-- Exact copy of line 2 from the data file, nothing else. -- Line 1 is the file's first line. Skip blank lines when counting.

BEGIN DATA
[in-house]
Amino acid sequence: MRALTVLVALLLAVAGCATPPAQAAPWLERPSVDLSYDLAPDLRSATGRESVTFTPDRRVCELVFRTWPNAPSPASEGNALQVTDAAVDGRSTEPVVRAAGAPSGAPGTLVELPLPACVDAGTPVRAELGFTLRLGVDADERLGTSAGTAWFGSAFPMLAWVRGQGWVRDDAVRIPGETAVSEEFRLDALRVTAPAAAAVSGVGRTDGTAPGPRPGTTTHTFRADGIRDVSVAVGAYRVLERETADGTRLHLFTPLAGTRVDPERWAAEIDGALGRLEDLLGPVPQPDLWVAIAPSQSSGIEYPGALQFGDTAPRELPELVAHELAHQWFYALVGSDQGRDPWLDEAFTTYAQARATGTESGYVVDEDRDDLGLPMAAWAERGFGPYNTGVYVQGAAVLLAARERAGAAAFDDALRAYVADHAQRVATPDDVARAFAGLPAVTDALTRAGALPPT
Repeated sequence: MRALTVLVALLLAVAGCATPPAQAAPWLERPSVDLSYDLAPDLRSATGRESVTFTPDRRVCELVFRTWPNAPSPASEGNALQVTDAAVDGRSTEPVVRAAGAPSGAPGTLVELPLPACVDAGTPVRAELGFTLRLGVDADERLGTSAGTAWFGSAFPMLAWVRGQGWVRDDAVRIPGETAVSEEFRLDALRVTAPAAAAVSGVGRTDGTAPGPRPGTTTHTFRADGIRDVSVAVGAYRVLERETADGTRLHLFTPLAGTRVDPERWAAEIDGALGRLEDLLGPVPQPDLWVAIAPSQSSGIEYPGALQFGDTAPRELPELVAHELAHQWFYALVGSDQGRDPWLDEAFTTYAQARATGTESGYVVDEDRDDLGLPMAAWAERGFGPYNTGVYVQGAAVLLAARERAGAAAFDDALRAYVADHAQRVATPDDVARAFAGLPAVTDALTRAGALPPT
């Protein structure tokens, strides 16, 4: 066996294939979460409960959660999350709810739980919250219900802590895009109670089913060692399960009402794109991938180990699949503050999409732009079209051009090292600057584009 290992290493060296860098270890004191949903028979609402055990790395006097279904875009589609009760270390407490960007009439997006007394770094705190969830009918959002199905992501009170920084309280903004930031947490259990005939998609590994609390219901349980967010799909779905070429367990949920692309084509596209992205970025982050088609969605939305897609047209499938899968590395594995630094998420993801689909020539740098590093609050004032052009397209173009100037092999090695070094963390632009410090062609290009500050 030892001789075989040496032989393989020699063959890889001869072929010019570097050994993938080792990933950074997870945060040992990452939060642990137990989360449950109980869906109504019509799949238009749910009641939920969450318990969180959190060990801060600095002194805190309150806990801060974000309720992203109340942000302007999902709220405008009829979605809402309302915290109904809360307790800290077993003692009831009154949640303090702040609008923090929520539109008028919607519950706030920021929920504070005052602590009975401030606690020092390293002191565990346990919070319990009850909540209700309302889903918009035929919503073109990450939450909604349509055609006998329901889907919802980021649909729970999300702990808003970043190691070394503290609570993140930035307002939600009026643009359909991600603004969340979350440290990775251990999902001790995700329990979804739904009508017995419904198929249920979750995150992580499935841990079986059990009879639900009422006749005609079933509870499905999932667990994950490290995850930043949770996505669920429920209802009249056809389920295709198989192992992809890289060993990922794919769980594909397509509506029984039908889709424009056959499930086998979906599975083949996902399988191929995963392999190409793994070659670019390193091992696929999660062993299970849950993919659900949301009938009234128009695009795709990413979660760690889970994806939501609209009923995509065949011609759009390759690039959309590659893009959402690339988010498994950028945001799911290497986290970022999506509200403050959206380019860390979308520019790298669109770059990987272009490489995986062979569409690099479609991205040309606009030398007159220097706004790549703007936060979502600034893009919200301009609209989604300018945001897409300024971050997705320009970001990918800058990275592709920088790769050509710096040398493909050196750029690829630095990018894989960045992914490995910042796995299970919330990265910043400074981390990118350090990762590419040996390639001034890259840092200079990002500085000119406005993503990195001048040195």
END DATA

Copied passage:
Amino acid sequence: MRALTVLVALLLAVAGCATPPAQAAPWLERPSVDLSYDLAPDLRSATGRESVTFTPDRRVCELVFRTWPNAPSPASEGNALQVTDAAVDGRSTEPVVRAAGAPSGAPGTLVELPLPACVDAGTPVRAELGFTLRLGVDADERLGTSAGTAWFGSAFPMLAWVRGQGWVRDDAVRIPGETAVSEEFRLDALRVTAPAAAAVSGVGRTDGTAPGPRPGTTTHTFRADGIRDVSVAVGAYRVLERETADGTRLHLFTPLAGTRVDPERWAAEIDGALGRLEDLLGPVPQPDLWVAIAPSQSSGIEYPGALQFGDTAPRELPELVAHELAHQWFYALVGSDQGRDPWLDEAFTTYAQARATGTESGYVVDEDRDDLGLPMAAWAERGFGPYNTGVYVQGAAVLLAARERAGAAAFDDALRAYVADHAQRVATPDDVARAFAGLPAVTDALTRAGALPPT